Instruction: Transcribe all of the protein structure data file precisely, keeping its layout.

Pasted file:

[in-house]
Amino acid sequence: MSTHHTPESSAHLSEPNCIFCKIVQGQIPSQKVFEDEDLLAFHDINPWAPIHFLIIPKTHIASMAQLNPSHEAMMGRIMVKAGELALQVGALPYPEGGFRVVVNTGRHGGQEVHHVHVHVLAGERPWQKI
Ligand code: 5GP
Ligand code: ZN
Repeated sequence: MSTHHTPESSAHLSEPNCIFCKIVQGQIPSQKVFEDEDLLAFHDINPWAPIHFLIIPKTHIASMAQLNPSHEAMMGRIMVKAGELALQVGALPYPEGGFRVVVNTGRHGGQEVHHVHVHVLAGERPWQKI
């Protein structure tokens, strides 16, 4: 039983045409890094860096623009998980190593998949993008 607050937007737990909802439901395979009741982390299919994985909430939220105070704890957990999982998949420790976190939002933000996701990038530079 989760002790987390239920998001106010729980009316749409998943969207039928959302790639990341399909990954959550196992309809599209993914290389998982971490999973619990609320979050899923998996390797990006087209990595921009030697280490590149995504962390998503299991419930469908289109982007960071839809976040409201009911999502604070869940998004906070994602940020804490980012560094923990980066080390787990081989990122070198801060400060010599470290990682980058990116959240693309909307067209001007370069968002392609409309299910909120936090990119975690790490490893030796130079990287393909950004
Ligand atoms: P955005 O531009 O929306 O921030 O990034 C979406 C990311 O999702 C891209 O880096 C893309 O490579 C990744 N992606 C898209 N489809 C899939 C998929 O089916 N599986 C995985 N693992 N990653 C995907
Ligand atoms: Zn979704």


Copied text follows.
[in-house]
Amino acid sequence: MSTHHTPESSAHLSEPNCIFCKIVQGQIPSQKVFEDEDLLAFHDINPWAPIHFLIIPKTHIASMAQLNPSHEAMMGRIMVKAGELALQVGALPYPEGGFRVVVNTGRHGGQEVHHVHVHVLAGERPWQKI
Ligand code: 5GP
Ligand code: ZN
Repeated sequence: MSTHHTPESSAHLSEPNCIFCKIVQGQIPSQKVFEDEDLLAFHDINPWAPIHFLIIPKTHIASMAQLNPSHEAMMGRIMVKAGELALQVGALPYPEGGFRVVVNTGRHGGQEVHHVHVHVLAGERPWQKI
């Protein structure tokens, strides 16, 4: 039983045409890094860096623009998980190593998949993008 607050937007737990909802439901395979009741982390299919994985909430939220105070704890957990999982998949420790976190939002933000996701990038530079 989760002790987390239920998001106010729980009316749409998943969207039928959302790639990341399909990954959550196992309809599209993914290389998982971490999973619990609320979050899923998996390797990006087209990595921009030697280490590149995504962390998503299991419930469908289109982007960071839809976040409201009911999502604070869940998004906070994602940020804490980012560094923990980066080390787990081989990122070198801060400060010599470290990682980058990116959240693309909307067209001007370069968002392609409309299910909120936090990119975690790490490893030796130079990287393909950004
Ligand atoms: P955005 O531009 O929306 O921030 O990034 C979406 C990311 O999702 C891209 O880096 C893309 O490579 C990744 N992606 C898209 N489809 C899939 C998929 O089916 N599986 C995985 N693992 N990653 C995907
Ligand atoms: Zn979704």